Personal Business: Autos
STYLE AND COMFORT-IN A FAMILY WAY
Finally, there's a big, affordable Japanese car. Toyota has taken its benchmark Camry, stretched it and plumped it, and called it Avalon. This is a car for American families, with generous legroom, a gigantic trunk, and a front bench seat--it seats six, a first for Japanese cars. Specifically, it's designed for aging baby boomers hooked on their Camrys, Honda Accords, or Nissan Maximas. Until now, the step up to a bigger Japanese car was a giant one, to a $50,000 top-of-the-line Lexus or Infiniti. So instead, boomers defected to the likes of the Ford Taurus or Dodge Intrepid. Now, the Avalon can be had for as little as $22,758.
That's still a premium over American cars, but it buys you the refinement and engineering the Japanese are famous for. Everything is intuitive: Climate and radio controls are mounted high on the dash, with large, clearly marked knobs. Despite the space, nothing is a stretch or a grope. About the only confusion: Because there's no center console, the shift lever is mounted on the steering column, alongside stalks controlling the wipers and cruise control.
The Avalon's ride is softer than the Camry's, as it should be for a larger, more luxurious car. Still, this is no American luxo-barge: It doesn't dip and sway when you're changing lanes. Even though the Avalon is slightly heavier than the Camry, it's peppier and gets better fuel economy, at 20 mpg in city driving and 28 mpg on the highway (vs. 18 and 25 for the Camry V-6).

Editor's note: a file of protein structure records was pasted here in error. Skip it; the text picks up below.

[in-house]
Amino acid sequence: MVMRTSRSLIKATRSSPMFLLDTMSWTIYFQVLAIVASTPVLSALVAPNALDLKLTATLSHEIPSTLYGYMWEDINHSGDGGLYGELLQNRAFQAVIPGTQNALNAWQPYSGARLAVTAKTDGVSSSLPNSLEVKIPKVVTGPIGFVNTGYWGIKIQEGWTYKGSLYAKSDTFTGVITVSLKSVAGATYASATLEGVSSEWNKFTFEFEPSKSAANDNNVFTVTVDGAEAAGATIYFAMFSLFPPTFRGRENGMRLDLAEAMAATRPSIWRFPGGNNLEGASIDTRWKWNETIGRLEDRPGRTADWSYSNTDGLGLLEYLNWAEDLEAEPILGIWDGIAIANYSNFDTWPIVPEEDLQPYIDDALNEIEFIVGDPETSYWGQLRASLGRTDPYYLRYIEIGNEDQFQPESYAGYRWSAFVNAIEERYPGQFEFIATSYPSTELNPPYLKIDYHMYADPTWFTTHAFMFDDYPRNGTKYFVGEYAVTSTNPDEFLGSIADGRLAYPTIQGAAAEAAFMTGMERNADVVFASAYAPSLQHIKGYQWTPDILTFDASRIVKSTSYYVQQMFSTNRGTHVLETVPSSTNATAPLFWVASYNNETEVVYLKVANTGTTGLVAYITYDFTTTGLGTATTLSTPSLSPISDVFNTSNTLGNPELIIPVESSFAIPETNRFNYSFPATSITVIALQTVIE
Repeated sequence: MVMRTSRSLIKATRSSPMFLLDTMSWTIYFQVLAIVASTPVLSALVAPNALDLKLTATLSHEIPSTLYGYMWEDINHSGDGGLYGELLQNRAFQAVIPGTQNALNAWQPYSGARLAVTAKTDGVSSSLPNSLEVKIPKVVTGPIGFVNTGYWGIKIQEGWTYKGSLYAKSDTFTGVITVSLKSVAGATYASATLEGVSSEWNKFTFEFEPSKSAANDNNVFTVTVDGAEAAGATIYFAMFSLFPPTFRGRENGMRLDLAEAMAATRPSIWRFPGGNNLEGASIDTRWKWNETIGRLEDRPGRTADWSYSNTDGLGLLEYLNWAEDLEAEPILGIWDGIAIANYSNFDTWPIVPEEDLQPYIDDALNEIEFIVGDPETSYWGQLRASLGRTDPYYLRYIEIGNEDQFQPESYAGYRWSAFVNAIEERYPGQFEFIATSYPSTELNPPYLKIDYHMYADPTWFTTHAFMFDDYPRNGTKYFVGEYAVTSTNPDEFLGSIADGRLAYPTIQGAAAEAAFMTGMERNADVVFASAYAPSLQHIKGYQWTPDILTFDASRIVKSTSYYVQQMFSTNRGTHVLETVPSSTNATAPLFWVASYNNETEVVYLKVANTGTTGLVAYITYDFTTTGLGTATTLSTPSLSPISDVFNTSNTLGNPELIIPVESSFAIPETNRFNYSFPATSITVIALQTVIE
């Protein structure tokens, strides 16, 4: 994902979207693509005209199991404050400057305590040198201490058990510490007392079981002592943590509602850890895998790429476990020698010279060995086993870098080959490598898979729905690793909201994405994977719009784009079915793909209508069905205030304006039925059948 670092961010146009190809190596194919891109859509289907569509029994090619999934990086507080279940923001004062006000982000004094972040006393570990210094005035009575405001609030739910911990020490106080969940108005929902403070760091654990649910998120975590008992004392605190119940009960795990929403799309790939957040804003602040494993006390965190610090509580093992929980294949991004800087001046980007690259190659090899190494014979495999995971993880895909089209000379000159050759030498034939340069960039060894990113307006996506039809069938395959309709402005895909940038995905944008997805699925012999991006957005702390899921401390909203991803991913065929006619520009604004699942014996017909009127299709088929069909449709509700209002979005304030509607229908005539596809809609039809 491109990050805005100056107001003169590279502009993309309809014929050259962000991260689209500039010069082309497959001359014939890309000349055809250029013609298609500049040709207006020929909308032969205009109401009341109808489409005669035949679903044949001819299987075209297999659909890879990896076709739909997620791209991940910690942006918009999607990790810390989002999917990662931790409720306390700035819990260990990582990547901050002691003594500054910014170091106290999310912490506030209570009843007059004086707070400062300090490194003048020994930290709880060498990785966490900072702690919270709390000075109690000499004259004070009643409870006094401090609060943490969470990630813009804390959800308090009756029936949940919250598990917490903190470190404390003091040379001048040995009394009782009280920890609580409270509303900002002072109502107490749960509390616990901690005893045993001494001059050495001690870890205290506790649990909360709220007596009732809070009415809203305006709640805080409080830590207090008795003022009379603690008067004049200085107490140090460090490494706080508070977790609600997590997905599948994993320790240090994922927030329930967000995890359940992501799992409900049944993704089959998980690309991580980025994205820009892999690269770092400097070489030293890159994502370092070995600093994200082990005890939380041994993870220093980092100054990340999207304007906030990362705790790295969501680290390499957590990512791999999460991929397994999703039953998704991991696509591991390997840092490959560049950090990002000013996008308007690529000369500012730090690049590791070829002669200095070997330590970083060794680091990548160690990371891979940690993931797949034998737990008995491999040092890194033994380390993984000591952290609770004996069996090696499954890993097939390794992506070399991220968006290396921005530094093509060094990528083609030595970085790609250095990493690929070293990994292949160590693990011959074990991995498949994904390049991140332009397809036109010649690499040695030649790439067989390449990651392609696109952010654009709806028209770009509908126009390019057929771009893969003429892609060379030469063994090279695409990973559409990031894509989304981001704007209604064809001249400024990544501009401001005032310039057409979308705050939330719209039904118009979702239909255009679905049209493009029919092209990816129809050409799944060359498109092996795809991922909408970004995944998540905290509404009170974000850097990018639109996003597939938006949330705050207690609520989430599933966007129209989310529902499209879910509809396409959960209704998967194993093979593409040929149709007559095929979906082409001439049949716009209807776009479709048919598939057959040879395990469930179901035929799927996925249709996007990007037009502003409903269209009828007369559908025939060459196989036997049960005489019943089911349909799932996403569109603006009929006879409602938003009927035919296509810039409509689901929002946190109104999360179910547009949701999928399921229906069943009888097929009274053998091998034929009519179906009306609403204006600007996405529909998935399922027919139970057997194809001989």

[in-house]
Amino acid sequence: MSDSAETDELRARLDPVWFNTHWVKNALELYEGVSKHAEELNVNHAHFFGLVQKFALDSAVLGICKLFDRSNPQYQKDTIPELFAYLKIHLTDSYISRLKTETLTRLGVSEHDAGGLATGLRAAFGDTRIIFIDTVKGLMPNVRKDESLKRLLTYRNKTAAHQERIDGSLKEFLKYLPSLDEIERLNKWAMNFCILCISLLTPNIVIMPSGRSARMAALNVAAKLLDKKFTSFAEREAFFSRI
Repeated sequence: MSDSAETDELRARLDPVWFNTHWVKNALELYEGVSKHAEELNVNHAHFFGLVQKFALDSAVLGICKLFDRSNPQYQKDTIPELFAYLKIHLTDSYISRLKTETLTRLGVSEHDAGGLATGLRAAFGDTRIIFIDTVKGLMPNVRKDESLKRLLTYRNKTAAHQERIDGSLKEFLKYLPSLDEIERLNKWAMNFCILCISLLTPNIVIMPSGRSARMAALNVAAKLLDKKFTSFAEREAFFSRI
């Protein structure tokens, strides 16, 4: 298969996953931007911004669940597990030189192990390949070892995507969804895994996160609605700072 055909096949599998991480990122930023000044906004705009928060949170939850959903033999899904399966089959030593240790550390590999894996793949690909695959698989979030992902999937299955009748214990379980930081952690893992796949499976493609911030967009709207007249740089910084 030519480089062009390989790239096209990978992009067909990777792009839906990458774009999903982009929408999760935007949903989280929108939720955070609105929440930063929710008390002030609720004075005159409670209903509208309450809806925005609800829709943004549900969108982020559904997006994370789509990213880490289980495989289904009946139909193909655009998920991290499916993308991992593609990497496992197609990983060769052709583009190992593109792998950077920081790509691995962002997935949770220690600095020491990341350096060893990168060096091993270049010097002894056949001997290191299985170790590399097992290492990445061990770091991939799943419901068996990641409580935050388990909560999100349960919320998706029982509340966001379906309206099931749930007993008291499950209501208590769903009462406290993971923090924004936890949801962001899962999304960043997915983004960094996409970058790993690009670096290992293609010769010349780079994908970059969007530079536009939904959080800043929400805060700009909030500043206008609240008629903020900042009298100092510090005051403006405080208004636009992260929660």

OPTION PLAYS. The XLS model, starting at $26,688, has all the luxury cues, including keyless entry, antilock brakes, automatic on/off climate control and headlights, and simulated wood on the dash. Even with all the options--leather seats, 12-compact-disk sound system, and power sunroof--the Avalon won't top $30,000. That's less than Toyota's smaller, entry-level Lexus ES 300.
If there is anything to dislike, it's the bland, anonymous styling; the car is difficult to pick out in a parking lot. At this stage in their lives, though, many boomers are looking for substance over style. And that's the Avalon, the quintessential American car, from the Japanese.By Larry Armstrong